The torque DOES increase as flowrate increases. But I think your assumption that fluid velocity exiting the impeller is wrong. At least the velocity of the fluid as it exits the pump volute (casing) certainly changes. This is evident on the face of it by looking at the fact that the flowrate has increased. Since the dimensions of the discharge piping is fixed, and the volumetric (and mass) flow rate is increased, then velocity must be higher. If the mass flow rate is higher, then the pump is doing more work. It is this higher work (per unit time) which requires a higher power input from the prime mover (let's assume an electric motor).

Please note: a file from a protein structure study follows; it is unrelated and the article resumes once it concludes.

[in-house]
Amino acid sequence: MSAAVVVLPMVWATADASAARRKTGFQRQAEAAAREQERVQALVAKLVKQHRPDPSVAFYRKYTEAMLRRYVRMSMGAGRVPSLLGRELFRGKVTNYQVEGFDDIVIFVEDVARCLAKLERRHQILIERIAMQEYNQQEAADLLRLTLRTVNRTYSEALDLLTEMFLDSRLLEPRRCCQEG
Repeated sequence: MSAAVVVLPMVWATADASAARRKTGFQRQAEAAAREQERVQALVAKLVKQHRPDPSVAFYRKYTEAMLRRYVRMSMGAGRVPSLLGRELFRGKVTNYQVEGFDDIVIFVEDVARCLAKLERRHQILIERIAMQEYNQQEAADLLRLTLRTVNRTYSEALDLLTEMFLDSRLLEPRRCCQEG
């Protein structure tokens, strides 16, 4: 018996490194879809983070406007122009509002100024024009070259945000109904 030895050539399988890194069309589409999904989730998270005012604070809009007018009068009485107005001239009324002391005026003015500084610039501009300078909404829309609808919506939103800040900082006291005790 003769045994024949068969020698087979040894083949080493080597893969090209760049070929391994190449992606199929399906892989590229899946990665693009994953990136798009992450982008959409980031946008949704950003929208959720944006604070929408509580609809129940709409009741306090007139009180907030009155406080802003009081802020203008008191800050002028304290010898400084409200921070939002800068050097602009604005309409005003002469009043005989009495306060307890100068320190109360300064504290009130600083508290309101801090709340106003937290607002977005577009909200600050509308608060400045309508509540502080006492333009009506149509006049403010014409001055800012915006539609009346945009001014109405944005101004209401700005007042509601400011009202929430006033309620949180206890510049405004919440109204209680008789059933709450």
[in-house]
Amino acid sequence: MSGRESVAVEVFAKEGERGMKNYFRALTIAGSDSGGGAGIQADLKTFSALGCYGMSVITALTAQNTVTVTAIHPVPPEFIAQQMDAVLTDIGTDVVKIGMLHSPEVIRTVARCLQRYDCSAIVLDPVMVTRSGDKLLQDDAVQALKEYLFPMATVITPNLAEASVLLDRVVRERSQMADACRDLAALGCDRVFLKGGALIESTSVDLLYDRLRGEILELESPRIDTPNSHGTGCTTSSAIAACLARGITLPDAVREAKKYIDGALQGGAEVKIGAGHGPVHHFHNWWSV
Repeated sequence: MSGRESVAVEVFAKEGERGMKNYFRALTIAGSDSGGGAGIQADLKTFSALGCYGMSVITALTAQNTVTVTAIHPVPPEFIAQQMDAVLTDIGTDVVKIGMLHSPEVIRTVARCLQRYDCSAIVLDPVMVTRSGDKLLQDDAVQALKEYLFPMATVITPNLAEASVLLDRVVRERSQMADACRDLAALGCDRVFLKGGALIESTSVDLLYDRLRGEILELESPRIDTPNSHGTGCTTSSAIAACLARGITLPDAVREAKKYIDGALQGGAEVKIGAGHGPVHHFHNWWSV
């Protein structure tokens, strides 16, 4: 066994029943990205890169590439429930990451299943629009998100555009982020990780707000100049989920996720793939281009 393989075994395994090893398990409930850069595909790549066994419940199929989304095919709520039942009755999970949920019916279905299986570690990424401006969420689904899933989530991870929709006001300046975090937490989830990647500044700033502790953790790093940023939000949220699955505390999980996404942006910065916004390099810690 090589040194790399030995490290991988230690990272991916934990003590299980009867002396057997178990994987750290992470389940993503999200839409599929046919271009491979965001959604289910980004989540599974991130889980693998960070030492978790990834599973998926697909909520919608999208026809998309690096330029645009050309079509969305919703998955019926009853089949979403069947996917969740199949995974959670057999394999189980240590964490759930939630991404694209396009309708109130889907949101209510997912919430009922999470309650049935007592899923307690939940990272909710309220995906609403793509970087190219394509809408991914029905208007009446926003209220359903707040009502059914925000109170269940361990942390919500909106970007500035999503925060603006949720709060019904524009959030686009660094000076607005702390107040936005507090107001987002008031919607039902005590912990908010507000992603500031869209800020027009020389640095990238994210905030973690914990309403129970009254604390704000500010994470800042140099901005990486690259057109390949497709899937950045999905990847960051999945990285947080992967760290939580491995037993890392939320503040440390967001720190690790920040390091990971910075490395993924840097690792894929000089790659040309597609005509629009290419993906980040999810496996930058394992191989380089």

As a practical example of this, a longstanding good operating practice for motor driven pumps calls for the dicharge isolation valve to be closed (zero flow rate) at the time of starting the pump motor. This allows the motor to start with little load, and hence reduces the motor starting current surge. Otherwise sometimes the initial starting surge can trip the motor out at the start on an over-current trip. After the pump is up to speed, the discharge valve is opened to achieve the required flow.
Hope this helps.